Copyright © 2013 Stephen Hawley, all rights reserved.
I was tucking Stuart in the other night. He had misbehaved, so he lost bedtime story privileges. As I tucked him in, I told him that I loved him and he was my favorite boy. He started crying – just a few tears that I wiped away. He was rolling over away from me and I said, “hey buddy, what’s wrong?” He slowly rolled onto his back and stared up at the ceiling and said, “Dad, I wish Alice didn’t have Down syndrome, because everything would be better.”
Wow. This is the type of thing that is a signal that the waters are running deep and it will take a little time to figure out what’s really going on. I asked why he thinks that. He told me that he really wants someone to play with and that it’s not fair because he wants “to play Lego Star Wars, but Alice can’t play it and the only other people who can play it are mommy and you and mommy’s not very good at video games.” It was poignant and honest. I told him that I understood and that it was OK to feel that way, but I didn’t think that everything would be better if Alice didn’t have Down syndrome: it would just be different. How it would be different is something we can’t know. Alice is a very loving little girl and he’s lucky how much she loves him. “yeah, but dad! She’s a gossip!” I smiled. I asked him what a gossip was. He was confused – he thought being gregarious (Alice is a people person) meant being a gossip. Glad I asked. At any rate, I told Stuart that he was just shy around new people, and that’s fine just like Alice likes meeting new people is fine too.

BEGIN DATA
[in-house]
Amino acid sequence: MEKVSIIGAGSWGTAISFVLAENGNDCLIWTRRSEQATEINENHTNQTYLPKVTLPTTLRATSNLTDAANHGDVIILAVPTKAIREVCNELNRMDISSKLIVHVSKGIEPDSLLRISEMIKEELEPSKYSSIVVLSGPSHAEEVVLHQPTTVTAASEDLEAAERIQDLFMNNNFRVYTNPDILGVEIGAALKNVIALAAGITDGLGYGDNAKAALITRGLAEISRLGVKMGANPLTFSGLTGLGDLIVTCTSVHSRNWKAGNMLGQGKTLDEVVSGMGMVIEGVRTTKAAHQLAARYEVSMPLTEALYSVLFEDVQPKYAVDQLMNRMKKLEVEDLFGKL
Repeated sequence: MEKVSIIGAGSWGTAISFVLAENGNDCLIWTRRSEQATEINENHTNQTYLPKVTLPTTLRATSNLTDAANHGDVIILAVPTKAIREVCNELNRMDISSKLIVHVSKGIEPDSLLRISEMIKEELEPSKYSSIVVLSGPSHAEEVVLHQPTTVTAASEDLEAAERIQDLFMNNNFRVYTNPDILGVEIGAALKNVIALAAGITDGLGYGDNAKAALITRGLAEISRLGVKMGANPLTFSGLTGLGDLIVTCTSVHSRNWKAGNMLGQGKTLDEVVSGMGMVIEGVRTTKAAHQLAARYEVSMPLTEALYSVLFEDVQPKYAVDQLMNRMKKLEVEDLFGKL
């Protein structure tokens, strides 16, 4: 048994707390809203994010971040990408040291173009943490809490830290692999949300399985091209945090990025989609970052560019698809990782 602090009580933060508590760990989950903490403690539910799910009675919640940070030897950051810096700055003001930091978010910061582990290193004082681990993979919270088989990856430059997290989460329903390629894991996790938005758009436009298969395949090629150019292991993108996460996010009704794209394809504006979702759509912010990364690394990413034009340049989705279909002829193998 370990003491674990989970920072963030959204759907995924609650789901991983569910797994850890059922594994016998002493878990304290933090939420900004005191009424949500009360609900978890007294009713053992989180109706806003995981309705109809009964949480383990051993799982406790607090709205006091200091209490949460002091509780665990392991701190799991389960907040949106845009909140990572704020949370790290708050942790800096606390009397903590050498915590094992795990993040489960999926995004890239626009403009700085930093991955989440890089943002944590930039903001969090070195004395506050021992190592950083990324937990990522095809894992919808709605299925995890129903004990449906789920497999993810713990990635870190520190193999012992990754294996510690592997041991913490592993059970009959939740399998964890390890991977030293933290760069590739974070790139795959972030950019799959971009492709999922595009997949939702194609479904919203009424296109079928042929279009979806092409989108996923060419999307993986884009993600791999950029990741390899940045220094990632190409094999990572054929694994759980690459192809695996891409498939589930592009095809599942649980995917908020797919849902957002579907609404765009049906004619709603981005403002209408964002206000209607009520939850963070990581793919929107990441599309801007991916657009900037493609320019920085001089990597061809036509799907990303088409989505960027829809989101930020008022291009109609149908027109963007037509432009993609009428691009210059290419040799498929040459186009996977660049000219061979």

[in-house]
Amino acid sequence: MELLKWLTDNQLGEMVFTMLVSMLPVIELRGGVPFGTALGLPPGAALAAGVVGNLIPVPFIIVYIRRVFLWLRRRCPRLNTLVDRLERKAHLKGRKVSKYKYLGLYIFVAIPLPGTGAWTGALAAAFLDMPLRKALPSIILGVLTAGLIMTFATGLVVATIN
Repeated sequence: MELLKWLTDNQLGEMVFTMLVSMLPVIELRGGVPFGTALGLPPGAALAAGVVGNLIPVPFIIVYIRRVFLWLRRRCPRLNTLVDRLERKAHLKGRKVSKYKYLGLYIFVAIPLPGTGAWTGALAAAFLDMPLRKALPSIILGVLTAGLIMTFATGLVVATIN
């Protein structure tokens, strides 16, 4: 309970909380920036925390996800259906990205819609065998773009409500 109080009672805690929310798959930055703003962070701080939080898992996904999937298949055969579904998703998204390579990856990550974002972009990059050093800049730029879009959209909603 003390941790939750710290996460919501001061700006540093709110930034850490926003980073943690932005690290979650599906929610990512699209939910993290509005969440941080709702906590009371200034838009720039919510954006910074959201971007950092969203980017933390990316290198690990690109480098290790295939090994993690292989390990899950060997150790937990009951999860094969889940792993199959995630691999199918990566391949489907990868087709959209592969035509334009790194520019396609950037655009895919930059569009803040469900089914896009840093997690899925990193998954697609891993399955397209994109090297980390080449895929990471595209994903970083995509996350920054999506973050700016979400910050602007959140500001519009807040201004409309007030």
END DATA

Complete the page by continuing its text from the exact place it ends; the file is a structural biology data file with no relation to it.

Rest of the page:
I’m sorry that he feels lonely and can’t play with Alice as he’d like to all the time, but we can’t always choose that, can we?